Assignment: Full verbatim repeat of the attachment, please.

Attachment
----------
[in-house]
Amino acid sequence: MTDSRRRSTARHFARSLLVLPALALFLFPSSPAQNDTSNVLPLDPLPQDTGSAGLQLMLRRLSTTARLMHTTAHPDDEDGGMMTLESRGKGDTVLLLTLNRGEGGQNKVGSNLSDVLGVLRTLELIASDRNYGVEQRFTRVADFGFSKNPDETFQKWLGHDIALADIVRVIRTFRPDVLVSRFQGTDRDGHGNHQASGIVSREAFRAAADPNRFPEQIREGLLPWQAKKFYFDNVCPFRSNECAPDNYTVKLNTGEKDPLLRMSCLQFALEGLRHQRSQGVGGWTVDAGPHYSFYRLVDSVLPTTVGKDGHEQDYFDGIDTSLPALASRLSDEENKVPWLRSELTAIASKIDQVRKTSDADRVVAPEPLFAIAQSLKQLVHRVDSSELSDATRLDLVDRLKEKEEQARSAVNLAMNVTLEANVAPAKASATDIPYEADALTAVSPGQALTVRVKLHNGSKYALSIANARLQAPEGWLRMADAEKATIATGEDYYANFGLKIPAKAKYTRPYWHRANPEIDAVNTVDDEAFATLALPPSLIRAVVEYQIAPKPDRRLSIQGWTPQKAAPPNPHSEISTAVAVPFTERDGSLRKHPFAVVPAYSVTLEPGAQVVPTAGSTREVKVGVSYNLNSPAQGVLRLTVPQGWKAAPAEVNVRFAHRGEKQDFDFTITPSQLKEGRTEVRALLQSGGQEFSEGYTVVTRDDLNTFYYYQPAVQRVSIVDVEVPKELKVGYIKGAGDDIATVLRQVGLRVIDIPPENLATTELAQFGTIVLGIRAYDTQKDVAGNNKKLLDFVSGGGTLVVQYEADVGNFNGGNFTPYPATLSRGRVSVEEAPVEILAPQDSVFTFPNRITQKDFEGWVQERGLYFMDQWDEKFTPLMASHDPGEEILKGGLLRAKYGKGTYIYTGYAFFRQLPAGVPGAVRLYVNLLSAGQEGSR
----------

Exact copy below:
[in-house]
Amino acid sequence: MTDSRRRSTARHFARSLLVLPALALFLFPSSPAQNDTSNVLPLDPLPQDTGSAGLQLMLRRLSTTARLMHTTAHPDDEDGGMMTLESRGKGDTVLLLTLNRGEGGQNKVGSNLSDVLGVLRTLELIASDRNYGVEQRFTRVADFGFSKNPDETFQKWLGHDIALADIVRVIRTFRPDVLVSRFQGTDRDGHGNHQASGIVSREAFRAAADPNRFPEQIREGLLPWQAKKFYFDNVCPFRSNECAPDNYTVKLNTGEKDPLLRMSCLQFALEGLRHQRSQGVGGWTVDAGPHYSFYRLVDSVLPTTVGKDGHEQDYFDGIDTSLPALASRLSDEENKVPWLRSELTAIASKIDQVRKTSDADRVVAPEPLFAIAQSLKQLVHRVDSSELSDATRLDLVDRLKEKEEQARSAVNLAMNVTLEANVAPAKASATDIPYEADALTAVSPGQALTVRVKLHNGSKYALSIANARLQAPEGWLRMADAEKATIATGEDYYANFGLKIPAKAKYTRPYWHRANPEIDAVNTVDDEAFATLALPPSLIRAVVEYQIAPKPDRRLSIQGWTPQKAAPPNPHSEISTAVAVPFTERDGSLRKHPFAVVPAYSVTLEPGAQVVPTAGSTREVKVGVSYNLNSPAQGVLRLTVPQGWKAAPAEVNVRFAHRGEKQDFDFTITPSQLKEGRTEVRALLQSGGQEFSEGYTVVTRDDLNTFYYYQPAVQRVSIVDVEVPKELKVGYIKGAGDDIATVLRQVGLRVIDIPPENLATTELAQFGTIVLGIRAYDTQKDVAGNNKKLLDFVSGGGTLVVQYEADVGNFNGGNFTPYPATLSRGRVSVEEAPVEILAPQDSVFTFPNRITQKDFEGWVQERGLYFMDQWDEKFTPLMASHDPGEEILKGGLLRAKYGKGTYIYTGYAFFRQLPAGVPGAVRLYVNLLSAGQEGSR